Act of God

On the BBC News this morning they were interviewing people who were getting off a ferry in Dover at the end of incredibly long journeys back to the UK. One of them was asked if his travel insurance would reimburse him for the extra costs he had incurred and he said that the costs weren’t covered as the volcano was seen as an “act of god”.

That got me thinking. Three points sprang to mind.
  1. Is it still reasonable for insurance companies to use medieval language like “act of god”? I mean, insurance policies are very carefully composed. Does language like that really have a place in a legal document in the twenty-first century?
  2. Given that some (many? most?) insurance companies apparently think it’s ok to use this nonsensical language in policies, is there a business opportunity for an insurance company that specialises in rational policies? I’d be more inclined to buy a policy that didn’t expect me to accept the existence of mythical creatures from the bronze age.
  3. The “act of god” clause is used to get out of paying for things that the insurance company don’t want to pay for. It’s effectively shorthand for “something that we couldn’t have predicted” (but isn’t that pretty much the whole point of insurance anyway?) But, of course, nothing is an act of god. Things like the volcanic ash cloud are simply natural processes. So if an insurance company tried to get out of paying for something by saying that it’s an act of god, would it be possible to take them to court and expose this claim as the nonsense that it is? Has anyone tried that?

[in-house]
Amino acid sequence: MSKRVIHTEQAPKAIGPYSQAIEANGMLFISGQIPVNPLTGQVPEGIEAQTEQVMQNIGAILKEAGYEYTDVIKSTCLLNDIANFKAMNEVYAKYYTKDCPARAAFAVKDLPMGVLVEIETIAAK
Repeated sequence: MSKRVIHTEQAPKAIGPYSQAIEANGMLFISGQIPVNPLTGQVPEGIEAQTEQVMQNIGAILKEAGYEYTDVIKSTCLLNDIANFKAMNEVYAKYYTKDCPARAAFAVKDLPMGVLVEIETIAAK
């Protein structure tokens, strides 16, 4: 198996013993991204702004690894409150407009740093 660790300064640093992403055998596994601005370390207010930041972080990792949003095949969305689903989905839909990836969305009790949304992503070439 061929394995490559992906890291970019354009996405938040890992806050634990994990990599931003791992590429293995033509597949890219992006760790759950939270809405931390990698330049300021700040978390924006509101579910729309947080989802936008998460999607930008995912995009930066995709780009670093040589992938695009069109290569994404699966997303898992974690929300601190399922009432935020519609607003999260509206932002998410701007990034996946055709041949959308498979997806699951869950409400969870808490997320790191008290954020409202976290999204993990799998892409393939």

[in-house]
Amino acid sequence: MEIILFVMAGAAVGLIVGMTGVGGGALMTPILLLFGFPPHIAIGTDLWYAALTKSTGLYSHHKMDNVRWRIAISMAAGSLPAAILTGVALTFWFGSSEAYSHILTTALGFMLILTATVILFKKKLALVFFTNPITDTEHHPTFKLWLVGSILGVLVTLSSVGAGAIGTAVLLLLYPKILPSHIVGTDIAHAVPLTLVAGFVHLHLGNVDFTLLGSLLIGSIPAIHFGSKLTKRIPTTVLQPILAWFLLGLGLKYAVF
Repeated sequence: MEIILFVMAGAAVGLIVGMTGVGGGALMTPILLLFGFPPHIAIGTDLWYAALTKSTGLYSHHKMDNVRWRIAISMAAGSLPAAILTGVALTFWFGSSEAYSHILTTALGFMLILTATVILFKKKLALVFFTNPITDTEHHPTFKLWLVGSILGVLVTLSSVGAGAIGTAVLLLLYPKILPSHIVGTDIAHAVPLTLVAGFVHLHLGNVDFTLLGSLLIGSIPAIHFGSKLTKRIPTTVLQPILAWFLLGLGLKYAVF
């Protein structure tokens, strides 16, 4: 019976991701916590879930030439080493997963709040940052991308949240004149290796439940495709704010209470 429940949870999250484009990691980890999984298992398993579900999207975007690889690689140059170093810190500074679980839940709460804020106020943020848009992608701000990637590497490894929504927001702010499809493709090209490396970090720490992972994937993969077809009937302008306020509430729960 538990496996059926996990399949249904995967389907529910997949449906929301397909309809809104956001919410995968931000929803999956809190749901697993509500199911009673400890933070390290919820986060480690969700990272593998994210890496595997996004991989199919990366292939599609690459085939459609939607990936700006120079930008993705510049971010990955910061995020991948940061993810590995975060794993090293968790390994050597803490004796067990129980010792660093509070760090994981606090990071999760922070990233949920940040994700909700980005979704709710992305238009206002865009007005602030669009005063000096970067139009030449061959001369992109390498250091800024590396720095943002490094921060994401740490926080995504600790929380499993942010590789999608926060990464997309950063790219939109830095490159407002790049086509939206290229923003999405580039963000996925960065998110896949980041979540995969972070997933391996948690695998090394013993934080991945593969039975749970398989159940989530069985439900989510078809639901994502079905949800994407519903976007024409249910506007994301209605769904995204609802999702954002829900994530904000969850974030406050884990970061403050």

Nothing is an act of god. So surely nothing should be excluded from insurance cover because of that clause. So I don’t understand why it’s still included in policies.

Any insurance experts out there who would like to explain it to me?

4 thoughts on “Act of God

  1. As far as my very vague knowledge (from helping my mum learn the list of uninsurable risks for some exams many years ago by running around the front room miming them [my 'malicious damage' was rumoured to be particularly good]) goes, Act of God is a simply a legal term and that changing the term could lead to large amounts of pain and hassle. I’m not entirely sure that it ever really meant ‘something that God did’ rather than just something that couldn’t be blamed on someone (even if that blame is for not guessing that a thing was likely to happen).So, while I think it would be nice for some more secular language to appear in the policies of a insurance company I suspect that we won’t see it due to the legal fun and games.That said, I wonder if a ‘For the purposes of this contract use of the term “Act of Sod’s Law” should be taken as equivalent to “Act of God”‘ would work…

  2. Nobody brings a corpse into court to answer a habeas corpus writ.I’m all for secularism in our lives, but there’s nothing religious about this. It’s jargon.

  3. So if an insurance company tried to get out of paying for something by saying that it’s an act of god, would it be possible to take them to court and expose this claim as the nonsense that it is? Has anyone tried that?

    You must immediately rent and watch “The Man who Sued God”

  4. @Sam: Thanks for the suggestion. I’ve added it to my LoveFilm list. Looks exactly the kind of thing I’m talking about.

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